The first time I went to Texas was when I was a baby and my father, who was in the Air Force at the time, was transferred there from Pennsylvania. We lived there for about a year before he was transferred to Norton Air Force Base in California.
The second time we went to Texas was for Christmas in the early 1960s to visit Grandma Brinlee on her farm (Visiting with Grandma Brinlee); I was about 7 or 8 years old.
The third time we – that is, my mother and I – moved there. I was 15 years old and had just completed the 9th grade at a junior high school in Wilmington, California, where I had been living for the second time with my Uncle Howard and Aunt Joy Moore. The first time I had lived with them was the summer after 7th grade, when my mother’s brothers and sisters in Southern California decided that it would be best for me to stay with one of their families while my parents sorted out their problems.
I agreed. My three junior high school hears were no picnic. Financial problems compelled us to move several times, so that I ended up attending five different junior high schools. The only one that I attended for a full year, and the only one I remember the name of, was Curtis Junior High School in San Bernardino. I had friends there and have fond memories of most of my teachers: Mr. (Morgan) O’Dell (social studies), Mr. Christofferson (science), Mr. (Christopher) Maple (math), and Miss Booth (art).
The next junior high school was somewhere near my relatives (mom and I were living in an apartment), so it could have been in Compton, Torrance, or Wilmington. Classes were divided up into ability-based “lanes” and I like that; I also liked French class, my first real language class. Midway through the year, however, Mom and I moved up to Palo Alto, where Dad was working. We lived in a small house with a yard filled with rosebushes near the Stanford University campus. The school I attended there for the second half of 8th grade, which included many students whose parents worked for the University, was also divided into lanes and the gifted lane was fabulous, providing the equivalent of a private school or magnet school education. French class was much farther along, so I had to catch up, but it was worth it. The physical facility was also outstanding and included a pool for the swimming section of P.E. That pool was where I arrived at the humbling realization that I would never be able to master the crawl, but at least there was the folk dancing section of P.E. to take comfort in.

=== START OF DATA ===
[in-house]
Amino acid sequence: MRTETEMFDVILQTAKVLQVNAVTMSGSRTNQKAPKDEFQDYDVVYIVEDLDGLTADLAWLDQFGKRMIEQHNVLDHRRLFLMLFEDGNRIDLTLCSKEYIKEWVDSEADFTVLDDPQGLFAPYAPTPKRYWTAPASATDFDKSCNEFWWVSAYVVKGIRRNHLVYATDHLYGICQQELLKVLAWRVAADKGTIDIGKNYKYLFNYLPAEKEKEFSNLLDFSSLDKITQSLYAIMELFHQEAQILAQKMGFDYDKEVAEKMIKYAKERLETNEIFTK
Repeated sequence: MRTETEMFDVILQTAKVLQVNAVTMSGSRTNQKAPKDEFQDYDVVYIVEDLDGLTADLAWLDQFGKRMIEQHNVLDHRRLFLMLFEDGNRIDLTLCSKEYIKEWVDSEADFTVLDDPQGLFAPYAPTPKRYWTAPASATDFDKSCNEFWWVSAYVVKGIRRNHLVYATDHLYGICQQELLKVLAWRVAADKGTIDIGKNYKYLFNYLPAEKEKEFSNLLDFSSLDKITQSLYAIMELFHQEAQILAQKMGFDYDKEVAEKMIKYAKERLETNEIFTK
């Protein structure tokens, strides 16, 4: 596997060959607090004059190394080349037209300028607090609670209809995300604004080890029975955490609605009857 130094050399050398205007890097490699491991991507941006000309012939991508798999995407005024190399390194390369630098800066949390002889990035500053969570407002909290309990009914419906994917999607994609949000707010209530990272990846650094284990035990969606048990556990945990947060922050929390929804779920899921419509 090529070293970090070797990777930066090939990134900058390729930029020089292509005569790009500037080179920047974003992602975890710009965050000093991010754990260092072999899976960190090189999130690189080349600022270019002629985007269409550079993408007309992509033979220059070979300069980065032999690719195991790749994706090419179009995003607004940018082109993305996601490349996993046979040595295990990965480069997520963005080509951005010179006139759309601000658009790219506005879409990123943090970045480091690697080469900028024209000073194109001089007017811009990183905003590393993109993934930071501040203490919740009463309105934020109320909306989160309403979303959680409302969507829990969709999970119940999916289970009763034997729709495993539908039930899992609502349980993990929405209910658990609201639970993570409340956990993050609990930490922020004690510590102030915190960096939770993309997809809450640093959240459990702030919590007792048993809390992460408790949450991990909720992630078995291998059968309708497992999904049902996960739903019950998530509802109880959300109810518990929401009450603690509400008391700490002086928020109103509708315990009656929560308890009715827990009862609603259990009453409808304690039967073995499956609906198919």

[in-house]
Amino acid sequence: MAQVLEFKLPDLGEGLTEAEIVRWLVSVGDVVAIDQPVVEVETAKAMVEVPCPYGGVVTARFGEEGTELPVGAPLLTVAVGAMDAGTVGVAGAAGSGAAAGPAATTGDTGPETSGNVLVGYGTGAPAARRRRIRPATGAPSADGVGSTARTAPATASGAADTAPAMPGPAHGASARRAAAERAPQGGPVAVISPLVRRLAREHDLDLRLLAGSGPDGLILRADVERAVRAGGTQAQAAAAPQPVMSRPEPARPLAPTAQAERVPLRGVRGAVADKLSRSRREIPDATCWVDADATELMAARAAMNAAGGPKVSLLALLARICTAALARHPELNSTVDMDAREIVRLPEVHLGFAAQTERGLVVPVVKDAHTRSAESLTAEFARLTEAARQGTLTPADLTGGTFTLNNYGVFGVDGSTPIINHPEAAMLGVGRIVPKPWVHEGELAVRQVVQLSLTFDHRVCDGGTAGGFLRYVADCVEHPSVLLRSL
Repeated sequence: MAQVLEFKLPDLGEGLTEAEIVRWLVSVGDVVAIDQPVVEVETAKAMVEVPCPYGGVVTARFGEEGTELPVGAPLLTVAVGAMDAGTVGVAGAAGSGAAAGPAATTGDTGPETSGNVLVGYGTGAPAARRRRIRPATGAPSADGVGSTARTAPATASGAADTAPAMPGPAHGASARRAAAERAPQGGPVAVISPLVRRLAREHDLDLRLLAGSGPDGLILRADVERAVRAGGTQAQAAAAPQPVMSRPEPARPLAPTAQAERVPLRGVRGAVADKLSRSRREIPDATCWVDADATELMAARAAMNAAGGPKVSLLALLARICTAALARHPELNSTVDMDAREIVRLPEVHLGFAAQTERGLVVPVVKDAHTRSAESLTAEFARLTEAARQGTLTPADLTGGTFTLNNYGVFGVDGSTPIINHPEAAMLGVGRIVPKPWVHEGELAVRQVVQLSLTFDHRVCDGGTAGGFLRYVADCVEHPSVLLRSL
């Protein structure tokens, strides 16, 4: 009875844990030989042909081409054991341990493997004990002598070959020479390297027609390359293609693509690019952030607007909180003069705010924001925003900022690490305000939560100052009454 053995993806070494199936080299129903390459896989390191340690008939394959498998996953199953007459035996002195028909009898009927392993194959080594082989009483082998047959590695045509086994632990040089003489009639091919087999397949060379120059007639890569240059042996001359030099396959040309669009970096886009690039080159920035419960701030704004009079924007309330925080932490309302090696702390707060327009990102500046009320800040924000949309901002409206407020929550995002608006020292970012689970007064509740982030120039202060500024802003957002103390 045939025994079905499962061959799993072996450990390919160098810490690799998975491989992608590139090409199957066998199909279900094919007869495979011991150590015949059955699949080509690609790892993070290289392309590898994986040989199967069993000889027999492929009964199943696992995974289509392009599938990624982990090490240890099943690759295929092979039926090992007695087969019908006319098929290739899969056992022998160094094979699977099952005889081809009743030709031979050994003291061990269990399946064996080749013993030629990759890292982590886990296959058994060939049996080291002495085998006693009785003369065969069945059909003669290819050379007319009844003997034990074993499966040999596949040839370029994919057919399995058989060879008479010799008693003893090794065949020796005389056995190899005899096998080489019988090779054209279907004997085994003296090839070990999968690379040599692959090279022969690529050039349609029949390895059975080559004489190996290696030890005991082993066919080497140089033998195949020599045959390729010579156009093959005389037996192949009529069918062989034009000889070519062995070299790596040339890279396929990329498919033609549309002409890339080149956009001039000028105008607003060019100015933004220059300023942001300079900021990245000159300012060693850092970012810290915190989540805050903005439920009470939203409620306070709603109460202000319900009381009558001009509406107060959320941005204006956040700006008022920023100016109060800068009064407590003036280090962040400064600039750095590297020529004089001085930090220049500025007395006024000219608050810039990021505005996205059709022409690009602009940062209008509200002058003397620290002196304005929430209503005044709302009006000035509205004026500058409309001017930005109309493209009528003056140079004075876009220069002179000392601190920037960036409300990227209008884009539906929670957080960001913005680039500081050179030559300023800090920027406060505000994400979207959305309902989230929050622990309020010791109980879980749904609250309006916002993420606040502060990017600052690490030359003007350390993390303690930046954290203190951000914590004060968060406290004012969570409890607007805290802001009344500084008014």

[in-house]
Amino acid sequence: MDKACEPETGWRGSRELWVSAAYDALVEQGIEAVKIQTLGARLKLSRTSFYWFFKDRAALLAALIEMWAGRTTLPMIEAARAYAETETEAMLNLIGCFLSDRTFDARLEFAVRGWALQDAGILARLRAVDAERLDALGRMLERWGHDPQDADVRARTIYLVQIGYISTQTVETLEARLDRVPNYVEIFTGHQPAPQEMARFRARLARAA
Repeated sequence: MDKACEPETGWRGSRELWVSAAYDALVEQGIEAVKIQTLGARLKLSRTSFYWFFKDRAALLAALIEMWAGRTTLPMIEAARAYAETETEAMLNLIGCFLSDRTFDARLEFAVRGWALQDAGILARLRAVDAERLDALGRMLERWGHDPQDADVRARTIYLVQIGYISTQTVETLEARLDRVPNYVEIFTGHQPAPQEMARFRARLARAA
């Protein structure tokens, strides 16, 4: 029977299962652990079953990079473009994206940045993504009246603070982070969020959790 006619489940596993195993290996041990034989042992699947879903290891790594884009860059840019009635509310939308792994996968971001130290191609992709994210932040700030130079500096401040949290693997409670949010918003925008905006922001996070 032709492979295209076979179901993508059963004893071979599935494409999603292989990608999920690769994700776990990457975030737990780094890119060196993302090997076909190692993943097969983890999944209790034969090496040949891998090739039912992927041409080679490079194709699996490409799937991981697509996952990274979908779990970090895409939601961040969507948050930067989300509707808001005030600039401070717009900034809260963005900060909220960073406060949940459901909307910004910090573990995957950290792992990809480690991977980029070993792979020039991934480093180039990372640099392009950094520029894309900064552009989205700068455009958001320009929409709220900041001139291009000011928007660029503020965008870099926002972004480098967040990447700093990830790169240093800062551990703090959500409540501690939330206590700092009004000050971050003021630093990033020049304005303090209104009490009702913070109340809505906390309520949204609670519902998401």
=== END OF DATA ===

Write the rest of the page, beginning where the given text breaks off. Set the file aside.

Unfortunately, by the next fall, my family and I had moved again, up to Renton, Washington, where our rented house was far less picturesque than the previous one. There was a lot of rain and the skies were overcast more often than not. My new junior high school focused on quantity of homework rather than stimulating content of classes. There were no language classes. We had to take Home Ec., where I baked a passable cherry pie and French bread and sewed a somewhat less successful gym bag and A-line skirt. My favorite hangout was the local library, which was partially perched over a fast-moving stream that could be seen through a transparent portion of either the floor in the library or the area right around the library, I can’t remember which.
Two or three months into the school year, I was on a plane headed back to Southern California to live with my aunt and uncle again. It was a relief to return to the stability and comfort of Uncle Howard and Aunt Joy’s house, although the school I attended there was not so outstanding. Even so, I had a couple of friends, was learning some homemaking skills from Aunt Joy, and taking violin lessons. Meanwhile, my father had gone back to Texas to find construction work near his family home, and he was soon joined by my mother. After what turned out to be their final split, my mother moved back to her home town in Texas and into the upstairs apartment of my Aunt Rene’s house. In June I learned that I was to join her there shortly.
I didn’t want to go. Stability was better than constant movement and I was tired of moving and having to catch up every time we moved. However, I felt it would be “mooching” to ask to stay, so I went.
I took the plane to Dallas and may have caught the connector to Wichita Falls. The farther out from the city we drove, the more desolate the scenery became. I was accustomed to the desert landscape of Southern California, but the scrubbiness of the vegetation in North Texas and the hardscrabble life written on the faces of both abandoned and still lived-in buildings along our route had an unsettling effect, a feeling that we had moved backwards in time and jumped across some invisible boundary that divided two different cultures.
The biggest bugs I had ever seen scuttled across the hot highway and flipped up onto our windshield, and at one point I remember passing by an abandoned café and seeing a gigantic tarantula clinging to the outside of one of its dark and broken windows. My heart sank.
I assumed that this move would be like the others, of short duration, not even long enough for me to make it beyond the fish-out-of-water phase, and I accepted the move the way an obedient, dispirited child accepts a dose of bitter medicine.
Those three years in Texas were some of the best medicine I ever took.